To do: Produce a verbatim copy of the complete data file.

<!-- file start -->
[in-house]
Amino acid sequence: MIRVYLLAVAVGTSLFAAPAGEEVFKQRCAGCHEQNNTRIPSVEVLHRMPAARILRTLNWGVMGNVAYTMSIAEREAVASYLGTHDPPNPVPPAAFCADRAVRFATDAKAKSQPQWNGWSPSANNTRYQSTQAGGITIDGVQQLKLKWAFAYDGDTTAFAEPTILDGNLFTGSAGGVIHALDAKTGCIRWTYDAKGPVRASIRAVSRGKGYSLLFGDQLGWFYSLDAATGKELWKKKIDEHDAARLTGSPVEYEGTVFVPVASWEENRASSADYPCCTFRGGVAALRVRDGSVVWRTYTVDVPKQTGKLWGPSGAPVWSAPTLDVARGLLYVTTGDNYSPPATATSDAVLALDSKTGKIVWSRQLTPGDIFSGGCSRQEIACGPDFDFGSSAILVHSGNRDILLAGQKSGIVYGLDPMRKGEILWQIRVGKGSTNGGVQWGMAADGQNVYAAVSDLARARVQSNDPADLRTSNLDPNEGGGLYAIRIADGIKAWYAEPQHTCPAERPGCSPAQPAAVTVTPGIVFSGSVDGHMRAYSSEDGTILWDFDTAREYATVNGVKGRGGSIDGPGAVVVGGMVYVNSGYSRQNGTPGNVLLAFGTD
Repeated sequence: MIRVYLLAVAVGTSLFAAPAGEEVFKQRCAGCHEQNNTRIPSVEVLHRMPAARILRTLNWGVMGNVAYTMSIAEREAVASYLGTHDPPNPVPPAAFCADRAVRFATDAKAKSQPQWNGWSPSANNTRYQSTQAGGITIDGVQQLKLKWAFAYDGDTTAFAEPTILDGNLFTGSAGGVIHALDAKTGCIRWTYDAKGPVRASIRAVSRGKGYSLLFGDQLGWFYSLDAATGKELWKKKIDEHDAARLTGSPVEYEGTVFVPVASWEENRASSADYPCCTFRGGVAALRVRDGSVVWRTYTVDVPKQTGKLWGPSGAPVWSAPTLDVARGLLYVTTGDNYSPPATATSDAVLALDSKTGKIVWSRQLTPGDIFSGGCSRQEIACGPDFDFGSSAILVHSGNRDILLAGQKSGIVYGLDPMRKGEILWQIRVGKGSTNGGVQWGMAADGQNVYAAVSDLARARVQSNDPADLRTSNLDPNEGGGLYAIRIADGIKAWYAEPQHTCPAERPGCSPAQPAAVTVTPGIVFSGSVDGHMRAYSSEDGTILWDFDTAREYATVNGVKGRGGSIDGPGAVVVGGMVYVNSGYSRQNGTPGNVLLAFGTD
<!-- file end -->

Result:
[in-house]
Amino acid sequence: MIRVYLLAVAVGTSLFAAPAGEEVFKQRCAGCHEQNNTRIPSVEVLHRMPAARILRTLNWGVMGNVAYTMSIAEREAVASYLGTHDPPNPVPPAAFCADRAVRFATDAKAKSQPQWNGWSPSANNTRYQSTQAGGITIDGVQQLKLKWAFAYDGDTTAFAEPTILDGNLFTGSAGGVIHALDAKTGCIRWTYDAKGPVRASIRAVSRGKGYSLLFGDQLGWFYSLDAATGKELWKKKIDEHDAARLTGSPVEYEGTVFVPVASWEENRASSADYPCCTFRGGVAALRVRDGSVVWRTYTVDVPKQTGKLWGPSGAPVWSAPTLDVARGLLYVTTGDNYSPPATATSDAVLALDSKTGKIVWSRQLTPGDIFSGGCSRQEIACGPDFDFGSSAILVHSGNRDILLAGQKSGIVYGLDPMRKGEILWQIRVGKGSTNGGVQWGMAADGQNVYAAVSDLARARVQSNDPADLRTSNLDPNEGGGLYAIRIADGIKAWYAEPQHTCPAERPGCSPAQPAAVTVTPGIVFSGSVDGHMRAYSSEDGTILWDFDTAREYATVNGVKGRGGSIDGPGAVVVGGMVYVNSGYSRQNGTPGNVLLAFGTD
Repeated sequence: MIRVYLLAVAVGTSLFAAPAGEEVFKQRCAGCHEQNNTRIPSVEVLHRMPAARILRTLNWGVMGNVAYTMSIAEREAVASYLGTHDPPNPVPPAAFCADRAVRFATDAKAKSQPQWNGWSPSANNTRYQSTQAGGITIDGVQQLKLKWAFAYDGDTTAFAEPTILDGNLFTGSAGGVIHALDAKTGCIRWTYDAKGPVRASIRAVSRGKGYSLLFGDQLGWFYSLDAATGKELWKKKIDEHDAARLTGSPVEYEGTVFVPVASWEENRASSADYPCCTFRGGVAALRVRDGSVVWRTYTVDVPKQTGKLWGPSGAPVWSAPTLDVARGLLYVTTGDNYSPPATATSDAVLALDSKTGKIVWSRQLTPGDIFSGGCSRQEIACGPDFDFGSSAILVHSGNRDILLAGQKSGIVYGLDPMRKGEILWQIRVGKGSTNGGVQWGMAADGQNVYAAVSDLARARVQSNDPADLRTSNLDPNEGGGLYAIRIADGIKAWYAEPQHTCPAERPGCSPAQPAAVTVTPGIVFSGSVDGHMRAYSSEDGTILWDFDTAREYATVNGVKGRGGSIDGPGAVVVGGMVYVNSGYSRQNGTPGNVLLAFGTD